Though we share 98 percent of our genes with the chimpanzee, our species evolved into something quite extraordinary. Jared Diamond explores the fascinating question of what in less than 2 percent of our genes has enabled us to found civilizations and religions, develop intricate languages, create art, learn science--and acquire the capacity to destroy all our achievements overnight. The Third Chimpanzee is a tour de force, an iconoclastic, entertaining, sometimes alarming look at the unique and marvelous creature that is the human animal.
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Jared Diamond states the theme of his book up-front: "How the human species changed, within a short time, from just another species of big mammal to a world conqueror; and how we acquired the capacity to reverse all that progress overnight." The Third Chimpanzee is, in many ways, a prequel to Diamond's prize-winning Guns, Germs, and Steel. While Guns examines "the fates of human societies," this work surveys the longer sweep of human evolution, from our origin as just another chimpanzee a few million years ago. Diamond writes:
It's obvious that humans are unlike all animals. It's also obvious that we're a species of big mammal down to the minutest details of our anatomy and our molecules. That contradiction is the most fascinating feature of the human species.
The chapters in The Third Chimpanzee on the oddities of human reproductive biology were later expanded in Why Is Sex Fun? Here, they're linked to Diamond's views of human psychology and history.
Diamond is officially a physiologist at UCLA medical school, but he's also one of the best birdwatchers in the world. The current scientific consensus that "primitive" humans created ecological catastrophes in the Pacific islands, Australia, and the New World owes a great deal to his fieldwork and insight. In Diamond's view, the current global ecological crisis isn't due to modern technology per se, but to basic weaknesses in human nature. But, he says, "I'm cautiously optimistic. If we will learn from our past that I have traced, our own future may yet prove brighter than that of the other two chimpanzees." --Mary Ellen CurtinAbout the Author:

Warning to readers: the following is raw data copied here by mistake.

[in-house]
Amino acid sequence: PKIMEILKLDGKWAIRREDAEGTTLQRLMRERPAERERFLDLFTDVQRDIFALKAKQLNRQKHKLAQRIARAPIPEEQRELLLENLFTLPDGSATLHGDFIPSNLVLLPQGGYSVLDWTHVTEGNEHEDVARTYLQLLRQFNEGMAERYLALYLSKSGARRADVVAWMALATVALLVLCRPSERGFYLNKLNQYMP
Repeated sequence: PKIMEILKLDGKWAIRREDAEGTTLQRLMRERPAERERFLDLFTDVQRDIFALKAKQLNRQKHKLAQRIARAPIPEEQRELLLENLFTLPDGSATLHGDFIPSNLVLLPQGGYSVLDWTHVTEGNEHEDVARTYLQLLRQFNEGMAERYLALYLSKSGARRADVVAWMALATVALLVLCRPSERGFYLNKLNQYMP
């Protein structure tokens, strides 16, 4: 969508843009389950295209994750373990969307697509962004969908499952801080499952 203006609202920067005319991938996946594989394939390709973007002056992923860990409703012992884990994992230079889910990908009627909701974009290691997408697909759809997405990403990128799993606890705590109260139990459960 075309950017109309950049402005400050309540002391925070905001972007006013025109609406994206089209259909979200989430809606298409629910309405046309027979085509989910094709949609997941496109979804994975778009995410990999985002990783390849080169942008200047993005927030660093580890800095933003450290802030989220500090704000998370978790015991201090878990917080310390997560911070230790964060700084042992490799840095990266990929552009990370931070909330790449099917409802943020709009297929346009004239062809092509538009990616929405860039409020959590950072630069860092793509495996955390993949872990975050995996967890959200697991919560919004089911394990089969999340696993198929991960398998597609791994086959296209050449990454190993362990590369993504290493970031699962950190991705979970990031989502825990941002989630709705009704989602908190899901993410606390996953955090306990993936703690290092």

Jared Diamond is the author of the bestselling Collapse and Guns, Germs, and Steel. A professor of geography at the University of California, Los Angeles, he has been elected to the National Academy of Sciences, the American Academy of Arts and Sciences, and the American Philosophical Society. He is a MacArthur Fellow and was awarded the National Medal of Science.
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Book Description Harpercollins, 1992. Book Condition: New. Brand New, Unread Copy in Perfect Condition. A+ Customer Service! Summary: The Development of an Extraordinary Species We human beings share 98 percent of our genes with chimpanzees. Yet humans are the dominant species on the planet -- having founded civilizations and religions, developed intricate and diverse forms of communication, learned science, built cities, and created breathtaking works of art -- while chimps remain animals concerned primarily with the basic necessities of survival. What is it about that two percent difference in DNA that has created such a divergence between evolutionary cousins? In this fascinating, provocative, passionate, funny, endlessly entertaining work, renowned Pulitzer Prize winning author and scientist Jared Diamond explores how the extraordinary human animal, in a remarkably short time, developed the capacity to rule the world . . . and the means to irrevocably destroy it. Bookseller Inventory # ABE_book_new_0060183071
Book Description Harpercollins, 1992. Hardcover. Book Condition: New. 1st. Bookseller Inventory # DADAX0060183071
Book Description Harpercollins, 1992. Hardcover. Book Condition: New. book. Bookseller Inventory # 0060183071
Book Description Harpercollins. Hardcover. Book Condition: New. 0060183071 New Condition. Bookseller Inventory # NEW4.0012581
Book Description Harpercollins, 1992. Hardcover. Book Condition: New. Bookseller Inventory # P110060183071